Alignment and Packing - Algorithmica
Alignment and Packing

Alignment and Packing

The fact that the memory is partitioned into 64B cache lines makes it difficult to operate on data words that cross a cache line boundary. When you need to retrieve some primitive type, such as a 32-bit integer, you really want to have it located on a single cache line — both because retrieving two cache lines requires more memory bandwidth and stitching the results in hardware requires precious transistor space.

This aspect heavily influences algorithm designs and how compilers choose the memory layout of data structures.

#Aligned Allocation

By default, when you allocate an array of some primitive type, you are guaranteed that the addresses of all elements are a multiple of their size, which ensures that they only span a single cache line. For example, you are guaranteed the address of the first and every other element of an int array is a multiple of 4 bytes (sizeof int).

Sometimes you need to ensure that this minimum alignment is higher. For example, many SIMD applications read and write data in blocks of 32 bytes, and it is crucial for performance that these 32 bytes belong to the same cache line. In such cases, you can use the alignas specifier when defining a static array variable:

alignas(32) float a[n];

To allocate a memory-aligned array dynamically, you can use std::aligned_alloc, which takes the alignment value and the size of an array in bytes and returns a pointer to the allocated memory — just like the new operator does:

void *a = std::aligned_alloc(32, 4 * n);

You can also align memory to sizes larger than the cache line. The only restriction is that the size parameter must be an integral multiple of alignment.

You can also use the alignas specifier when defining a struct:

struct alignas(64) Data {
    // ...
};

Whenever an instance of Data is allocated, it will be at the beginning of a cache line. The downside is that the effective size of the structure will be rounded up to the nearest multiple of 64 bytes. This has to be done so that, e.g., when allocating an array of Data, not just the first element is properly aligned.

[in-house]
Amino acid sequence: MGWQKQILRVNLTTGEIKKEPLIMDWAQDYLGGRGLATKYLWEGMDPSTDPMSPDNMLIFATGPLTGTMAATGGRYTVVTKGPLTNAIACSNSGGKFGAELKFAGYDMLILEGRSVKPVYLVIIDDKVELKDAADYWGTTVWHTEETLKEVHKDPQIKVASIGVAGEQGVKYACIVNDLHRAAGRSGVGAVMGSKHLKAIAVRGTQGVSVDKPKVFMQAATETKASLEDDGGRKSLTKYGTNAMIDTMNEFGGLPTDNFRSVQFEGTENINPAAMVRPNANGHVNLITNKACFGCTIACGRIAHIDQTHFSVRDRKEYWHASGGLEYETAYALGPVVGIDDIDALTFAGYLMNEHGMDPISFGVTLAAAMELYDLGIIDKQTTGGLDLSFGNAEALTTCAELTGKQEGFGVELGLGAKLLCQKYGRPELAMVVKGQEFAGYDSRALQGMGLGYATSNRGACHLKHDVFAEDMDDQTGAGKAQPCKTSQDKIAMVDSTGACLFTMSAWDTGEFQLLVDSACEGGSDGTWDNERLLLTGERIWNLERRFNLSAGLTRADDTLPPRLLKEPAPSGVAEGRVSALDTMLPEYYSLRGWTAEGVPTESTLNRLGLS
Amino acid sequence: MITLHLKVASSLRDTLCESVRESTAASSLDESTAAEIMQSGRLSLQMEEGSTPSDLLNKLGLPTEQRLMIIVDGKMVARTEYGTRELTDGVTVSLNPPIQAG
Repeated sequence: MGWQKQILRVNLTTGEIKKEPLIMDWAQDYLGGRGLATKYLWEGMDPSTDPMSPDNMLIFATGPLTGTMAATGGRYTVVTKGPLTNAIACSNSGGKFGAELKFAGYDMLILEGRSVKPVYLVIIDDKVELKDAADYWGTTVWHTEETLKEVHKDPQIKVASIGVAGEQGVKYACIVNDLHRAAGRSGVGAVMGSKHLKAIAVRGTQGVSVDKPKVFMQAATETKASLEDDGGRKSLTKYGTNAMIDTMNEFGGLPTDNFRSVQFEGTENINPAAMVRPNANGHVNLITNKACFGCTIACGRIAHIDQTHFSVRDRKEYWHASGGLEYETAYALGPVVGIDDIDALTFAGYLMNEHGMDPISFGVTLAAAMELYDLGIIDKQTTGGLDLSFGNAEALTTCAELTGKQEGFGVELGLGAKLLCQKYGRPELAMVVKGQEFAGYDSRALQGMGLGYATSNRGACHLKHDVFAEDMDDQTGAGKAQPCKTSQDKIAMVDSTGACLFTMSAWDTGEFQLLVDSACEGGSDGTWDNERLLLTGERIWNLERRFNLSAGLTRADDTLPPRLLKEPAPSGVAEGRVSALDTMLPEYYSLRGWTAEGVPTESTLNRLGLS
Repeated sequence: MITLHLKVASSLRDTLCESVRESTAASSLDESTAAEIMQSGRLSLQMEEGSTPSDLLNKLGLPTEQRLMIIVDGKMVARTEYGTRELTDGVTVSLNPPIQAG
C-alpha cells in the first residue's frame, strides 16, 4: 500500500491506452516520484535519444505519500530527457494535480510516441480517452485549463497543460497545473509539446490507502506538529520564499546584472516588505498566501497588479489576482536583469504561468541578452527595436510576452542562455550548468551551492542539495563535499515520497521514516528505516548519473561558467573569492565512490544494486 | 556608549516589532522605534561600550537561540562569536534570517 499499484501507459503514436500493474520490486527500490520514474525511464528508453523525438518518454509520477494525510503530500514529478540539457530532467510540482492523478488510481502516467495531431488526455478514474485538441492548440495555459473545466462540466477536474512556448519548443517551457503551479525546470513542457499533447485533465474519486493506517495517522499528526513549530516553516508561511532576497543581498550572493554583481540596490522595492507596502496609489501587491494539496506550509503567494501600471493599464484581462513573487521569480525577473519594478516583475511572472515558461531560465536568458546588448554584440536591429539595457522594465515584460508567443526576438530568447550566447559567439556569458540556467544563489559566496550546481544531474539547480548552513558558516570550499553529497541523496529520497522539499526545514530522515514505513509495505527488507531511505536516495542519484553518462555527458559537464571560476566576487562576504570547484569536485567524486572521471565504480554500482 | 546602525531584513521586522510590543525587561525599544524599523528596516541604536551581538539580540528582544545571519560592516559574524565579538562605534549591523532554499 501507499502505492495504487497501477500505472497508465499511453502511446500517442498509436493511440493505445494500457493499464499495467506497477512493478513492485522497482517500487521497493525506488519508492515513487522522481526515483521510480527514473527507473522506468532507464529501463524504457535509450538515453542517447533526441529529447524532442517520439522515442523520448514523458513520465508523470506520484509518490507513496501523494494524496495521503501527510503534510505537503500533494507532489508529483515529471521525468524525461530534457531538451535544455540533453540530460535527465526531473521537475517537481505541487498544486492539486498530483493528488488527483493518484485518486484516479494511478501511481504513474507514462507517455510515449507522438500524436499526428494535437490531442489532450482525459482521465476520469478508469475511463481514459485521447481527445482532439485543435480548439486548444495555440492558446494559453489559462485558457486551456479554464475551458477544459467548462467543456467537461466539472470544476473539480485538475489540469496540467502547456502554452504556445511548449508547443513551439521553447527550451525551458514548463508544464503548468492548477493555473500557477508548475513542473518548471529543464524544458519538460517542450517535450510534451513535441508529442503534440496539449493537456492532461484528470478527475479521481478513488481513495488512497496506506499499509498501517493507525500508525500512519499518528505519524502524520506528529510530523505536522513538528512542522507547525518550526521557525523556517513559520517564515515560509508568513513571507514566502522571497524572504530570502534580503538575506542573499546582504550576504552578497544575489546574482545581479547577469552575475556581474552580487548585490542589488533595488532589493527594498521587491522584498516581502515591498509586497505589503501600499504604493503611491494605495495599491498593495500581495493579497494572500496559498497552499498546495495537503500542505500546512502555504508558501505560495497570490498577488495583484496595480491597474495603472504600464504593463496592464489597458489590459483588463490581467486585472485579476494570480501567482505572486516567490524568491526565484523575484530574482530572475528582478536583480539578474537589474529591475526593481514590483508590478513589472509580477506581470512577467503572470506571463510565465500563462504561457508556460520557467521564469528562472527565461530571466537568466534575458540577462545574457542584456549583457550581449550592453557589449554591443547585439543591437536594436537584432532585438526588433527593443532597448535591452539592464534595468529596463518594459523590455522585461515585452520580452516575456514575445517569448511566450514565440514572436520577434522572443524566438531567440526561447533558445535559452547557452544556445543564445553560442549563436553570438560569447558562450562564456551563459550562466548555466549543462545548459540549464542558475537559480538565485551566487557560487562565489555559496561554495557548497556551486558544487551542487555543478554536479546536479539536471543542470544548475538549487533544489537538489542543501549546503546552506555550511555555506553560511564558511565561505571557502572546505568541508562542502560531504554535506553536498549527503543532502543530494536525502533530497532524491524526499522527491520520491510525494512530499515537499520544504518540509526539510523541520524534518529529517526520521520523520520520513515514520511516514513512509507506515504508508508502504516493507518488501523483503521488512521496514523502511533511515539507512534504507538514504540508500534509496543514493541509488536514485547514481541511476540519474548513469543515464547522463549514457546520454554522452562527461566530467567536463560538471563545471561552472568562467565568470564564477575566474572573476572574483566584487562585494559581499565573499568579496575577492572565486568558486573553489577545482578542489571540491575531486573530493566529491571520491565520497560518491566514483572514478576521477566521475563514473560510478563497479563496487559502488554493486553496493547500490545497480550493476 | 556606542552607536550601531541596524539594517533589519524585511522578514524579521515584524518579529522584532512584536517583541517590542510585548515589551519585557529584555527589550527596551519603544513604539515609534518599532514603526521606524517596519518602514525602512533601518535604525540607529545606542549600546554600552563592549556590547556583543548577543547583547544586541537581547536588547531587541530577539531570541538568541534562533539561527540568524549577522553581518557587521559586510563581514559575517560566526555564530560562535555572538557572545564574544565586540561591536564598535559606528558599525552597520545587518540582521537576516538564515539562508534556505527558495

#Structure Alignment

This issue becomes more complicated when we need to allocate a group of non-uniform elements, which is the case for structures. Instead of playing Tetris trying to rearrange the members of a struct so that each of them is within a single cache line — which isn’t always possible as the structure itself doesn’t have to be placed on the start of a cache line — most C/C++ compilers also rely on the mechanism of memory alignment.

Structure alignment similarly ensures that the address of all its member primitive types (char, int, float*, etc) are multiples of their size, which automatically guarantees that each of them only spans one cache line. It achieves that by:

  • padding, if necessary, each structure member with a variable number of blank bytes to satisfy the alignment requirement of the next member;
  • setting the alignment requirement of the structure itself to the maximum of the alignment requirements of its member types, so that when an array of the structure type is allocated or it is used as a member type in another structure, the alignment requirements of all its primitive types are satisfied.

For better understanding, consider the following toy example:

struct Data {
    char a;
    short b;
    int c;
    char d;
};

When stored succinctly, this structure needs a total of $1 + 2 + 4 + 1 = 8$ bytes per instance, but even assuming that the whole structure has the alignment of 4 bytes (its largest member, int), only a will be fine, while b, c and d are not size-aligned and potentially cross a cache line boundary.

To fix this, the compiler inserts some unnamed members so that each next member gets the right minimum alignment: